Discuss about the Critical Ethnic Awareness and Social Support.
The movie “Crash”(2004) incorporates the interaction of people from different ethnicities in the US. Paul Haggis, the movie director aims at highlighting the existing beliefs, assumptions, values and biases within these groups and the need to embrace each other. One of the taken-for-granted assumptions is the belief that African Americans are criminals and/or take part in criminal activities. In the movie, Peter-a Black is shot dead by Hansen who is a white cop because the later assumed that the Black was drawing a gun. Another bias seen in the movie is the assumption that Arabs and Persians are likely to be terrorists (Sreenivasan, 2015). This is seen where Farrad-a Persian American is called “Osama” by a gun store owner and escorted out by the security guard.
The Koran Chon Gui, a human trafficker is used to bring out the assumption that African Americans will always collaborate in a crime as long as they are paid(Turan, 2006). This is after Anthony, a Black is offered $500 for every Cambodian in the Korean’s van but instead refuses. Disgusted, Anthony lets them free in Chinatown part of Los Angeles. Jean Cabot brings out the mistrust between some whites and Hispanic Americans by assuming that Daniel, a Hispanic locksmith could make copies of their door keys and give them to his gang. She beliefs Hispanics are dangerous and members of gangs. The Persian, Farhad, believes that Hispanic Americans are “cheaters” despite Daniel showing him the need to repair the store-door frame. He assumes that Daniel was part of the gang that robbed his store, out of stereotypical assumptions.
The movie “Crash”(2004) presents different situations where a number of groups of people are oppressed by others in Los Angeles, despite them being not only American citizens but also right-holders to nondiscriminatory treatment. The first group that is oppressed include the Hispanics who are part of the minority groups in the US. Daniel a Hispanic locksmith is disturbed and annoyed after he overhears Jean Cabot, wife to the District Attorney say that he could give copies of their door keys to the “gang banger friends". The locksmith feels discriminated and leaves the keys in the Cabots’ kitchen as he goes.This brings out a -irrational assumption that Hispanics have gangs and cannot be trusted. In another incident where this stereotype on Hispanics appears is where Farhad insults Daniel and calls him a “cheater” after the later suggests the need to repair not only Farhad’s(Persian) lock but the door frame. Farhad goes to revenge against Daniel by shooting at his daughter Lara after the store was robbed and sprayed with racial graffiti. Hispanics are thus oppressed by society in the US as members of dangerous gangs.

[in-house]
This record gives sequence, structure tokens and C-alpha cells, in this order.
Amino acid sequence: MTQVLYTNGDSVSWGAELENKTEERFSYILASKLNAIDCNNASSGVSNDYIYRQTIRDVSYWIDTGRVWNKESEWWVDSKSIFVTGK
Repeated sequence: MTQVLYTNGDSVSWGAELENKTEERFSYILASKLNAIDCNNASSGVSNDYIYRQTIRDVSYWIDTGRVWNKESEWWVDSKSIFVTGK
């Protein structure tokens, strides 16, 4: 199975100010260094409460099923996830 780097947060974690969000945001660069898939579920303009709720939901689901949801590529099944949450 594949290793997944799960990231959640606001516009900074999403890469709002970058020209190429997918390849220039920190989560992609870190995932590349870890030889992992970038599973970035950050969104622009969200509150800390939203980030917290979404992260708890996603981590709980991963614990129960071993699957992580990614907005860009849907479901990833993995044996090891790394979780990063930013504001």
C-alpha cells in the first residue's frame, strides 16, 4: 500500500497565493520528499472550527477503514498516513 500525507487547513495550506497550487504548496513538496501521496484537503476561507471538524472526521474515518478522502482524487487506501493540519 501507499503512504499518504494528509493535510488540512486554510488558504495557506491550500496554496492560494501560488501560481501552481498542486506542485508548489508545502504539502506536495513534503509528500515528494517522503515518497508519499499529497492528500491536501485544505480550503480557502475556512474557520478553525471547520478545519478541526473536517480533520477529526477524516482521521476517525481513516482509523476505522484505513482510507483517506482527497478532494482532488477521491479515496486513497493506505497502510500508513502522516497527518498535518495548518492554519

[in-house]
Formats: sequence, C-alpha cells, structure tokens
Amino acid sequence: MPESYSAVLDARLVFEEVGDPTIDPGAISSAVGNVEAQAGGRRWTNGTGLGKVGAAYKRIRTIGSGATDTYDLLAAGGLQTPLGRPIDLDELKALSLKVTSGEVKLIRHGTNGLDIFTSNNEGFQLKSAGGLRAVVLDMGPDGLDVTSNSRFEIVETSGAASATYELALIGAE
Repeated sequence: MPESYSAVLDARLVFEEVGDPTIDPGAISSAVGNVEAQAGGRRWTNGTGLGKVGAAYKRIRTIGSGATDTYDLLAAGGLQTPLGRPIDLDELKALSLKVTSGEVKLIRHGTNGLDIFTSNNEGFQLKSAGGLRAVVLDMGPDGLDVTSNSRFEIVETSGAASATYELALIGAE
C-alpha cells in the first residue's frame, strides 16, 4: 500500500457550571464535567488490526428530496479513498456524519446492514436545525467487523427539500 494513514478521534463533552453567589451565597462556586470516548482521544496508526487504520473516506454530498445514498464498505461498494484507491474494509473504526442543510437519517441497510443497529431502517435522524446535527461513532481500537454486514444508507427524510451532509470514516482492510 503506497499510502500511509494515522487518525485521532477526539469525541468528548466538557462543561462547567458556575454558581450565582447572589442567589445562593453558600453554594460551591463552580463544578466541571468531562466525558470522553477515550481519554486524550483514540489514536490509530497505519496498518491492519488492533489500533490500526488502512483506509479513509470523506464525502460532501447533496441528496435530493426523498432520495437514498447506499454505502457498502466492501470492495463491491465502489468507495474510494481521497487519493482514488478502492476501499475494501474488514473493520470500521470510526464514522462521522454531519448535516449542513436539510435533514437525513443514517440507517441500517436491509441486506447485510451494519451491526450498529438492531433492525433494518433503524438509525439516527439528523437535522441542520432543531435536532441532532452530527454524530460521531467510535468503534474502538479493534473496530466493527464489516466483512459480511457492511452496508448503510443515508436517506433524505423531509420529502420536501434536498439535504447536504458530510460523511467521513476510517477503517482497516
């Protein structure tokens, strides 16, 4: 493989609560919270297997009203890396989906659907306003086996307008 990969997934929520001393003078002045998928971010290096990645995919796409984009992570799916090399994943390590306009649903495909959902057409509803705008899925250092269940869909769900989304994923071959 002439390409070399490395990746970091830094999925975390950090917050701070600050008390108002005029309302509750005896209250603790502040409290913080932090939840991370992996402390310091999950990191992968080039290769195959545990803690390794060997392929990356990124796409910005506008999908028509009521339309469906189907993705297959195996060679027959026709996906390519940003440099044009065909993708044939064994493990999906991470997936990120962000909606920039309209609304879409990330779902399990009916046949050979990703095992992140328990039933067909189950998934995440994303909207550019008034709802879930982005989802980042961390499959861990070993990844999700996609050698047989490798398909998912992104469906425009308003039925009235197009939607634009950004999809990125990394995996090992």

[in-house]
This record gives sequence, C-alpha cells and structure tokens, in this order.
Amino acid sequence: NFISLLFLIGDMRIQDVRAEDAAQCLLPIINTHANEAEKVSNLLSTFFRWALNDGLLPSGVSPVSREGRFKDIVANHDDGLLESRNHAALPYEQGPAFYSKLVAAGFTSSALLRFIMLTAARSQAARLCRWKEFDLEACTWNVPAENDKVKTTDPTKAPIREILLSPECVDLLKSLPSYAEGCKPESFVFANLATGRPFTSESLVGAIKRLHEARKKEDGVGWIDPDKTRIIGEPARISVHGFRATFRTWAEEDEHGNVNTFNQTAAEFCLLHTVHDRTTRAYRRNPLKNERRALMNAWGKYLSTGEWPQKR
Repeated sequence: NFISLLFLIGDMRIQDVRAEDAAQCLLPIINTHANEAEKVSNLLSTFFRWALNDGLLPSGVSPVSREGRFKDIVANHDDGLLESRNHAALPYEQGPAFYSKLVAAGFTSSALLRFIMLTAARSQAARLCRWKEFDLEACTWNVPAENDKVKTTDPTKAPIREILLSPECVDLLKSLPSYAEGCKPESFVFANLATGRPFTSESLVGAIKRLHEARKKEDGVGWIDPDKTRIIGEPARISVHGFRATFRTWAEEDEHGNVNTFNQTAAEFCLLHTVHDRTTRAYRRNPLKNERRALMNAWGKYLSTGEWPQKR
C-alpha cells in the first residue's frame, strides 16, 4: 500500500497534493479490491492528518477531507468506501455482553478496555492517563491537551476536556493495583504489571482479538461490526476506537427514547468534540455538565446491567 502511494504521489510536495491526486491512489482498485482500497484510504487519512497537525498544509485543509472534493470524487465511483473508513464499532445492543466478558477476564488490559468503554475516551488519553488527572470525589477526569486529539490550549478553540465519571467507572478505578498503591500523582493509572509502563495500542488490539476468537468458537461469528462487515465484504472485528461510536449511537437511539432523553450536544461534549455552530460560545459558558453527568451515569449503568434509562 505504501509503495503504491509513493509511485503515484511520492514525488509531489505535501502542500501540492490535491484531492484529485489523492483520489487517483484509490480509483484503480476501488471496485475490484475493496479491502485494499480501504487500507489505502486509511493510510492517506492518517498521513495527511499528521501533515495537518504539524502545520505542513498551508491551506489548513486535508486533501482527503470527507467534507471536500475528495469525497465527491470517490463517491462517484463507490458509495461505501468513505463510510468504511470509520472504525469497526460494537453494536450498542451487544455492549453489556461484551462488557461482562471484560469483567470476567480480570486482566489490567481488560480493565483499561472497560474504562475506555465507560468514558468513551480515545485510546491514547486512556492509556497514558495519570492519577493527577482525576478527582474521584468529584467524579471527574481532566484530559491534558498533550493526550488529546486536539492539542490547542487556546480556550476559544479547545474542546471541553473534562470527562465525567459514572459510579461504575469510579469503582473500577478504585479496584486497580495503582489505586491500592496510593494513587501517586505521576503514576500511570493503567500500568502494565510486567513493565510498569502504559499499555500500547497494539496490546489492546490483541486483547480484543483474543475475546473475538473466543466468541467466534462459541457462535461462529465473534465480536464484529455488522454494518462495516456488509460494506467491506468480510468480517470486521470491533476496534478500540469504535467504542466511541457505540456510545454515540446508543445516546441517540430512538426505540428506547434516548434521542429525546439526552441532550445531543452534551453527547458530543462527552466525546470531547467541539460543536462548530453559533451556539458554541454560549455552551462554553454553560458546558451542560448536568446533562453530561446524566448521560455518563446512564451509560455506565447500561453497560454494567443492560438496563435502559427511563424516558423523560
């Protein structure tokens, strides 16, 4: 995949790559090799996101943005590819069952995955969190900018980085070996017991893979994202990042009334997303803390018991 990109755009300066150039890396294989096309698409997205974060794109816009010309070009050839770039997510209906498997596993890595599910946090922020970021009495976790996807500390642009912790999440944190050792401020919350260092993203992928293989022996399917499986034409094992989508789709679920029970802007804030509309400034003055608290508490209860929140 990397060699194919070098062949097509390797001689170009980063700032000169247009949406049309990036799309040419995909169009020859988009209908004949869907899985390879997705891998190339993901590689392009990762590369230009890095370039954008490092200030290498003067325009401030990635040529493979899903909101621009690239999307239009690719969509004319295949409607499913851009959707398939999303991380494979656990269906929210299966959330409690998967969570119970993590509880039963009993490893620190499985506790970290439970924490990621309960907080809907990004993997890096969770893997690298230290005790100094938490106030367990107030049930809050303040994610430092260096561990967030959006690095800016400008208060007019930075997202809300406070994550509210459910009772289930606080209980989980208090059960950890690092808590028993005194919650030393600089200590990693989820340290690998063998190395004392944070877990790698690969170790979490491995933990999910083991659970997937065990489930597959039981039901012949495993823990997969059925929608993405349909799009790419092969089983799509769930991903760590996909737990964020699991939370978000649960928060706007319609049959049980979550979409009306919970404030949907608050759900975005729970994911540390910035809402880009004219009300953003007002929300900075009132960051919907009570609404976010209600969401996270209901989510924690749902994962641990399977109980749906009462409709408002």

Persians including Farhad and Dorri are also stereotyped and racially discriminated(Lai & Linda, 2013). According to the graffiti sprayed on their robbed store, the robbers assumed that they were “Arabs” and not Persians. At the gun store where Dorri and her father visit to purchase a gun, the owner calls Farrad “Osama” after an agreement on the cost of the gun and bullets. He orders Farrad to be taken out of the store and paints him as a terrorist. This shows the general social oppression of any Persian and/or Arab in the US by regarding them as potential terrorists (Lei & Linda, 2013). African Americans are also oppressed by the whites through stereotypical treatment. Ethnicity binds different groups together and the general behavior practiced by a certain group is distinct from that of others. Hansen, a white cop had a history of killing three African Americans because of his stereotypical assumptions. He shoots Peter in his car after thinking that he was drawing his gun while in reality he was getting the St. Christopher statue similar to that in Hansen’s car. The Black thought he had something in common with the white cop but instead was shocked to be shot at. This shows the reality of the assumption that Blacks are likely to be armed and dangerous gang members.
Another group that has been oppressed according to the movie includes the Cambodians. Choi Jin Gui, a Korean man ran over by Anthony and Peter was a human trafficker. He had kidnapped a number of Cambodians and thus locked them up in the rare of his white van. It is terrifying that the Cambodians spent the night locked up in the car involved in an accident and this shows how oppressed they were. While Anthony sets them free later in Chinatown, it is clear that this group is racially targeted by human traffickers.